The Church in Indonesia is working toward eliminating food waste and hunger in the country by collecting and redirecting surplus food from different sources to those who need it.
Father Adrianus Suyadi, chairman of the Jakarta Archdiocese's Socio-Economic Development Commission said there are already three parishes that collect excess food and distribute them to the needy.
He said some other parishes are also working with Foodcycle Indonesia, a non-profit foundation that distributes surplus food items from sources such as wedding parties, bakeries, corporate lunches and supermarkets.
"We want the concern for food waste to manifest in the behavior of the people as it not only causes economic and environmental problems but also social issues," Father Suyadi added.
He felt religious leaders, community leaders, activists, and influencers could play a role in raising awareness about the 'evil of throwing away food scraps, while people go hungry and remain malnourished.
Data from the Ministry of Environment and Forestry shows that Indonesia wasted 39.8 percent of its food in 20 years from 2000 to 2019. It is estimated that this food waste cost it an economic loss of 330 trillion rupiah (US$212 million) per year.
Some 26.16 million out of the nation's 270 million people remain poor, and though its national stunting or low height-for-age prevalence among children declined from 27.6 percent in 2019 to 24.4 in 2021, there still needs to be an improvement.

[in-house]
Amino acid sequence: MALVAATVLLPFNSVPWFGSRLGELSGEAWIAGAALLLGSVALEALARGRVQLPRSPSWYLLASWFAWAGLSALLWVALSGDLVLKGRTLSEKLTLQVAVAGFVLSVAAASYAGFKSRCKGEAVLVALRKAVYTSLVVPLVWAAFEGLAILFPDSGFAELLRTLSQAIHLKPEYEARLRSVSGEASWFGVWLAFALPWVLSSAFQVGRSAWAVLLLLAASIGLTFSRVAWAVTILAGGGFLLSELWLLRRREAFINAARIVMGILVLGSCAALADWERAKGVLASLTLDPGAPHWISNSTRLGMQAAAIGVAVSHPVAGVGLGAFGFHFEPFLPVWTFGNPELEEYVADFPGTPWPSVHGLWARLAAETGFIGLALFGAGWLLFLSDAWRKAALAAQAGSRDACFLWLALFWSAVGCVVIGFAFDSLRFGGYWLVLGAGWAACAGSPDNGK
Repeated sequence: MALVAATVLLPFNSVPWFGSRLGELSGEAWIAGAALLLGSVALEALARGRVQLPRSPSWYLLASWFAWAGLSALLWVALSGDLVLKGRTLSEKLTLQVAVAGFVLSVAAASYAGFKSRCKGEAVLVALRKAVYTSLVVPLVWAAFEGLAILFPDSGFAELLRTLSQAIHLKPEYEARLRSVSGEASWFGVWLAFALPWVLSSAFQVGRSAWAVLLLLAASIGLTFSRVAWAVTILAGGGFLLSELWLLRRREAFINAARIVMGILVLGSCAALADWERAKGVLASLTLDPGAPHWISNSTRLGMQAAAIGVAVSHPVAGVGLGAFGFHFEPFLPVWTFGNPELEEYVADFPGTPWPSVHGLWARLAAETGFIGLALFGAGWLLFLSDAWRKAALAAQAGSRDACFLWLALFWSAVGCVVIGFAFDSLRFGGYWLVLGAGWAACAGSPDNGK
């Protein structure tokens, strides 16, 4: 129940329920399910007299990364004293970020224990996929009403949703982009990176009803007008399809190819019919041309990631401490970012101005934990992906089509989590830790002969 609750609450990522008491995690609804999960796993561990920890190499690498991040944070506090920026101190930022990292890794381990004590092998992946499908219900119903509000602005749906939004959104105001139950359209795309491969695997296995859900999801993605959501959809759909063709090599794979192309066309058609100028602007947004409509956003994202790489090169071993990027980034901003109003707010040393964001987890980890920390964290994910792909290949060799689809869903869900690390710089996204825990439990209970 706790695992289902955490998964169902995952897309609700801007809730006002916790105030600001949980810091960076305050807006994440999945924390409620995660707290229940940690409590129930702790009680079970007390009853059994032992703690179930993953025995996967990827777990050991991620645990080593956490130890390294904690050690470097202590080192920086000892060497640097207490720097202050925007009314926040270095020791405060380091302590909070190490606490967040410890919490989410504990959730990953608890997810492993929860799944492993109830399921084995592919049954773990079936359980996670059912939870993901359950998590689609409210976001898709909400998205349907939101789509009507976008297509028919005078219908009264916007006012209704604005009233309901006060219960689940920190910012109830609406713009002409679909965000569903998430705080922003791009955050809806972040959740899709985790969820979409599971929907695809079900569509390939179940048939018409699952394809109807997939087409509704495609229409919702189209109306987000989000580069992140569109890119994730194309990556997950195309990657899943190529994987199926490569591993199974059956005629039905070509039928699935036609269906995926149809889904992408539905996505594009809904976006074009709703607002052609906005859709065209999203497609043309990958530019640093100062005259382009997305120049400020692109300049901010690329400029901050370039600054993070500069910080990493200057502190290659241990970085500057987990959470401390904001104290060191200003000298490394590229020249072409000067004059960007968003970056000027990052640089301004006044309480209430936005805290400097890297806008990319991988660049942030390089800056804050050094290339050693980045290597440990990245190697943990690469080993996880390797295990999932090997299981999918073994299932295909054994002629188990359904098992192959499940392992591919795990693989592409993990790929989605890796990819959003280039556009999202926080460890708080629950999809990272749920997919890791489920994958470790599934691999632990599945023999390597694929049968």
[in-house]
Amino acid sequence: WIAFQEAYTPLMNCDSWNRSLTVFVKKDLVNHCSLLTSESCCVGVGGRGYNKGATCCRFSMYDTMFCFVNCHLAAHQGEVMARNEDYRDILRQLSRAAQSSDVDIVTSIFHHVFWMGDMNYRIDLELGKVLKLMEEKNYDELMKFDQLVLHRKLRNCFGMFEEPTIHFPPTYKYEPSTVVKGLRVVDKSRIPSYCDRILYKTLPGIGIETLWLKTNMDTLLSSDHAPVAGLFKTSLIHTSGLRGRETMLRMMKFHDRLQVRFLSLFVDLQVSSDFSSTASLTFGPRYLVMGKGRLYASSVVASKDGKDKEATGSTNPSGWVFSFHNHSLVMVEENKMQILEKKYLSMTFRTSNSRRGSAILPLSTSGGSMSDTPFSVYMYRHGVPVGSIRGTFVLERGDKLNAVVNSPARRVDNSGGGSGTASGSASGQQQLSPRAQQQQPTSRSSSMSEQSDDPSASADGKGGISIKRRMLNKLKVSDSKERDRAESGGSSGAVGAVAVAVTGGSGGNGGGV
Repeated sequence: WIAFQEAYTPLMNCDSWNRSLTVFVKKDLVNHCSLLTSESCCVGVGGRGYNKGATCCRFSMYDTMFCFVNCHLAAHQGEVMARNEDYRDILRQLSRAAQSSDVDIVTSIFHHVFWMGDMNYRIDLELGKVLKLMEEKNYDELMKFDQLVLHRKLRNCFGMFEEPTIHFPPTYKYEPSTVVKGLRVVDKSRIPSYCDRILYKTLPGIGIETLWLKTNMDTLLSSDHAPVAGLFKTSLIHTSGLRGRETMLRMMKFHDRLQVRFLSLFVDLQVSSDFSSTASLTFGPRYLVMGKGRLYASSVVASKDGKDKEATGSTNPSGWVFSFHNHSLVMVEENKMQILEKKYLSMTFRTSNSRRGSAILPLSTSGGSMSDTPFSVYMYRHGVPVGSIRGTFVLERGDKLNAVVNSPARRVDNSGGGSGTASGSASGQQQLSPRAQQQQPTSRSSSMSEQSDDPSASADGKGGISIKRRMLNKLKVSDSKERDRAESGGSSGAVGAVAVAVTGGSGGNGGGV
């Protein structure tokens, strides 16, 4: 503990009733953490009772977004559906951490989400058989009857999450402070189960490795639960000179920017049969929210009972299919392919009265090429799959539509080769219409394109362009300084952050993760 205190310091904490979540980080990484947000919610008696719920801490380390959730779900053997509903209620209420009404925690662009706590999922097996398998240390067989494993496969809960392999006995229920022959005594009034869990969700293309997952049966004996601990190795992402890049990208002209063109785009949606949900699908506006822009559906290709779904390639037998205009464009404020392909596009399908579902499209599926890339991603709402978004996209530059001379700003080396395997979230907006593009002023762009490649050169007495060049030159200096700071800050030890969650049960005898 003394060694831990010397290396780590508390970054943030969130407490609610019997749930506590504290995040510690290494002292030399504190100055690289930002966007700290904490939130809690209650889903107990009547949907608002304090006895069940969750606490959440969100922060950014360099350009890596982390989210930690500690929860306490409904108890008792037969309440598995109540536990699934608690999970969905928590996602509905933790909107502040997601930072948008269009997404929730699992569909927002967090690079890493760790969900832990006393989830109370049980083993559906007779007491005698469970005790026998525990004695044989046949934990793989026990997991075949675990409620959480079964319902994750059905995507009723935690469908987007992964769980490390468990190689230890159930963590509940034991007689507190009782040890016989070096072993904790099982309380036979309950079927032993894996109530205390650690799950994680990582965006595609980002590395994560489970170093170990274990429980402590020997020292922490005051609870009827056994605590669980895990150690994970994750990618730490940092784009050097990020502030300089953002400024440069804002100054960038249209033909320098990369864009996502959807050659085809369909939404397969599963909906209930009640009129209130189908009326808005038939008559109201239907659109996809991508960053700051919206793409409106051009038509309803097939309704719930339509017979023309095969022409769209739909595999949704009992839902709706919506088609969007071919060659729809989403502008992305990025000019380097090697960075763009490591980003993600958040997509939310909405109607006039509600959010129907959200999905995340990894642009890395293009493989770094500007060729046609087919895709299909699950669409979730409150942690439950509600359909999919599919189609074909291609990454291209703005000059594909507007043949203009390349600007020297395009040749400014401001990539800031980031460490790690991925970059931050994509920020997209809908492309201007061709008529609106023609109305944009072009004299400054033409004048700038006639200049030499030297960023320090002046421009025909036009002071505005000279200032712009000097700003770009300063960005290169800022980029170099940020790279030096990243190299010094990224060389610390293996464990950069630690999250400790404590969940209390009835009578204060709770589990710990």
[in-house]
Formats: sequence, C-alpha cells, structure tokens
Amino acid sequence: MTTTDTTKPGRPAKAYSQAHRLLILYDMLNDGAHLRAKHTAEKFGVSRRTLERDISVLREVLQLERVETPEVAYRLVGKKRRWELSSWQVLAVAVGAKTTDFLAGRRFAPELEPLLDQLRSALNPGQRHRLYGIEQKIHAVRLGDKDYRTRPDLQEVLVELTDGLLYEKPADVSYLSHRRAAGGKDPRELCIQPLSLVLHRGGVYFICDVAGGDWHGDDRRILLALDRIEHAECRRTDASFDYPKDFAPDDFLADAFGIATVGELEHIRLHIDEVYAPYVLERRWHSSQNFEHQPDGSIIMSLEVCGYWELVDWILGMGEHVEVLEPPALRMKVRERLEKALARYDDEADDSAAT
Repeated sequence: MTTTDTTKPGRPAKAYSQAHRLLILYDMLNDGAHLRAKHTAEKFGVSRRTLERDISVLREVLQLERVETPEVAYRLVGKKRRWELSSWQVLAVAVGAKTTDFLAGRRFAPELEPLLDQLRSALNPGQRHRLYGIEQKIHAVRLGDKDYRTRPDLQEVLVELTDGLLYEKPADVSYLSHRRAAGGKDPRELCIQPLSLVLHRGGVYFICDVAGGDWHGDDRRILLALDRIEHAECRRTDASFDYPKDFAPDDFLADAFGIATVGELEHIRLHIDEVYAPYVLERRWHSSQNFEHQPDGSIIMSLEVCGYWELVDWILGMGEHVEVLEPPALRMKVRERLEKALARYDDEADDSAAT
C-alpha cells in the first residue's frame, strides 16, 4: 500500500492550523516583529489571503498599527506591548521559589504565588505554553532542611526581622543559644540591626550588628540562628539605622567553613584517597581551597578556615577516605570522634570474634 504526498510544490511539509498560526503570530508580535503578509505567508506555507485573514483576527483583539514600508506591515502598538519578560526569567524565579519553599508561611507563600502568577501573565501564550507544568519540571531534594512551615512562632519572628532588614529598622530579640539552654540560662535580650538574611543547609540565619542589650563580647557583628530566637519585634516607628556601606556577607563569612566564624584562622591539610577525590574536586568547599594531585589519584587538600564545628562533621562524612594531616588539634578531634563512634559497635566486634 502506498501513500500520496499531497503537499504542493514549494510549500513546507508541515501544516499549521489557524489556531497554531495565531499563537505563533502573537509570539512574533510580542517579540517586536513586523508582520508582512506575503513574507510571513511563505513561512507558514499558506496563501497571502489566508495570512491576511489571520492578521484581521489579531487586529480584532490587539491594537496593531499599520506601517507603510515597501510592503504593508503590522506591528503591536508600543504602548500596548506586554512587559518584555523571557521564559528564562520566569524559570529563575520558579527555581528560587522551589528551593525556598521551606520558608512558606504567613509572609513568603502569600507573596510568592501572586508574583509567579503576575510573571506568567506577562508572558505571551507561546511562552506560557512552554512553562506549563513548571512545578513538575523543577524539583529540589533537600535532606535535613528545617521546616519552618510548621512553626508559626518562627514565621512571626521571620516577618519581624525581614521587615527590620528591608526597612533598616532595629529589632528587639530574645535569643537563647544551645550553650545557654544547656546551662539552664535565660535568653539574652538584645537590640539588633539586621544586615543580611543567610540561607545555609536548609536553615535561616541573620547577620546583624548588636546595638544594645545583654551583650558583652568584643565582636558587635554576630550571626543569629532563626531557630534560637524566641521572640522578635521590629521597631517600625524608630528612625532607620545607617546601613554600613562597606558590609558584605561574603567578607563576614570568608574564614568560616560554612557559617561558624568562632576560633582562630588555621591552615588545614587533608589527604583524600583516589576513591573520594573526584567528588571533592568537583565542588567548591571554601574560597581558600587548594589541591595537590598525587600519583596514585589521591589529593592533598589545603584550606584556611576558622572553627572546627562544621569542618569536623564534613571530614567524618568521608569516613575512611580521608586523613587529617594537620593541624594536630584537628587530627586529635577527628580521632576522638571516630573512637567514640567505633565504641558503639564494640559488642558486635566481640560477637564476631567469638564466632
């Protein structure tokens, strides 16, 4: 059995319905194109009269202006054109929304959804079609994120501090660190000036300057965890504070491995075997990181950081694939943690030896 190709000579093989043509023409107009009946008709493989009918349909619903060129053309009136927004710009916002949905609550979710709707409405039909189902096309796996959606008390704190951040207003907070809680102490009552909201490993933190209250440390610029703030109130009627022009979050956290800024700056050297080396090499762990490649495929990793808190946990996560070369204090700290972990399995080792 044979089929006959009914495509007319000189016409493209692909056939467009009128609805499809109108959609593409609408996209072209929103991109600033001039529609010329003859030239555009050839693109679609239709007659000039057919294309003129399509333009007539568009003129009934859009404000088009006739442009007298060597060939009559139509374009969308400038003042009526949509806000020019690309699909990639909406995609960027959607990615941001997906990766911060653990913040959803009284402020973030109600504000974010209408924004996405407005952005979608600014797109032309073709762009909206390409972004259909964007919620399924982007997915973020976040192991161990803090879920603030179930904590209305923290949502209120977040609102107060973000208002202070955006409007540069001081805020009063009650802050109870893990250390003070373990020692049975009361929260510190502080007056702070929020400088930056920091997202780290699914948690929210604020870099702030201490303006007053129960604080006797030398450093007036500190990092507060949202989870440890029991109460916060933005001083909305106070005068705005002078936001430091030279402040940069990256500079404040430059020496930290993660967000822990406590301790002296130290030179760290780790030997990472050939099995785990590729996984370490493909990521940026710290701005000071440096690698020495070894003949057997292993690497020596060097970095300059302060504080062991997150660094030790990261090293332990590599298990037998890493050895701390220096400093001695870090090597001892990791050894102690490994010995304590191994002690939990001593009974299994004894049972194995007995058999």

Indonesian Cardinal Ignatius Suharyo of Jakarta, who is also president of the Indonesian Bishops' Conference, says food waste is not only a matter of material loss, but also a "faith and moral" issue that Catholics need to address.
In a pastoral letter marking World Food Day on Oct. 16, he wrote that this year's theme, Don't Let Anyone Be Left Behind, should remind the faithful that "there are many of our brothers and sisters who are unable to catch up and enjoy the fruits of development and progress."
"What should we do, so that we can help the basic right to food for our needy brothers and sisters, and thereby raise the dignity of our brothers and sisters," the cardinal asked while inviting his flocks to eat an adequate and healthy diet and not to waste food.
He also invited Catholics in the nation to hold a solidarity movement to share healthy food for people in need.
"Businessmen in the food sector can collect unsold or excess food that is still fit for consumption and distribute it to our brothers and sisters in need."
Catholics in various ways may mobilize the surrounding community to plant food crops on vacant land and provide them for people who need or lack food as a movement of compassion, he said.
Agustinus Koten, a parishioner of the St Helena Parish in Tangerang, said he felt jolted when he heard the archbishop's message being read out at the Mass on October 16.
"We often don't think much while throwing away food. I feel this [collecting food for the needy] is very doable, of course with commitment," he said.